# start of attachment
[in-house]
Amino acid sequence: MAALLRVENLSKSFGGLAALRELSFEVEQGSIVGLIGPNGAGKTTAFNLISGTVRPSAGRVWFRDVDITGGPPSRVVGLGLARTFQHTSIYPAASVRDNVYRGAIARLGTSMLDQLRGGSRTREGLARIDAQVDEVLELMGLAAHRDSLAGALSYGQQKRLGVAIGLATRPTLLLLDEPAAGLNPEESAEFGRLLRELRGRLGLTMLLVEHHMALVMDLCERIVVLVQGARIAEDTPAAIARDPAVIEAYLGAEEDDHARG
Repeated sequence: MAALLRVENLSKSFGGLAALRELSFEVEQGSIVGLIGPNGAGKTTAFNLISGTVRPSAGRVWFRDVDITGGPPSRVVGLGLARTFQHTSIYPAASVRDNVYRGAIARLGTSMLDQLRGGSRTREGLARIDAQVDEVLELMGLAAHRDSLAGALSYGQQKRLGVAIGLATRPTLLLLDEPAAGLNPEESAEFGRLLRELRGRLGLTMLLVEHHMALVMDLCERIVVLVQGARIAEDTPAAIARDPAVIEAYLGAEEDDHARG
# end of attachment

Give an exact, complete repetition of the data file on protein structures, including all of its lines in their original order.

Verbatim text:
[in-house]
Amino acid sequence: MAALLRVENLSKSFGGLAALRELSFEVEQGSIVGLIGPNGAGKTTAFNLISGTVRPSAGRVWFRDVDITGGPPSRVVGLGLARTFQHTSIYPAASVRDNVYRGAIARLGTSMLDQLRGGSRTREGLARIDAQVDEVLELMGLAAHRDSLAGALSYGQQKRLGVAIGLATRPTLLLLDEPAAGLNPEESAEFGRLLRELRGRLGLTMLLVEHHMALVMDLCERIVVLVQGARIAEDTPAAIARDPAVIEAYLGAEEDDHARG
Repeated sequence: MAALLRVENLSKSFGGLAALRELSFEVEQGSIVGLIGPNGAGKTTAFNLISGTVRPSAGRVWFRDVDITGGPPSRVVGLGLARTFQHTSIYPAASVRDNVYRGAIARLGTSMLDQLRGGSRTREGLARIDAQVDEVLELMGLAAHRDSLAGALSYGQQKRLGVAIGLATRPTLLLLDEPAAGLNPEESAEFGRLLRELRGRLGLTMLLVEHHMALVMDLCERIVVLVQGARIAEDTPAAIARDPAVIEAYLGAEEDDHARG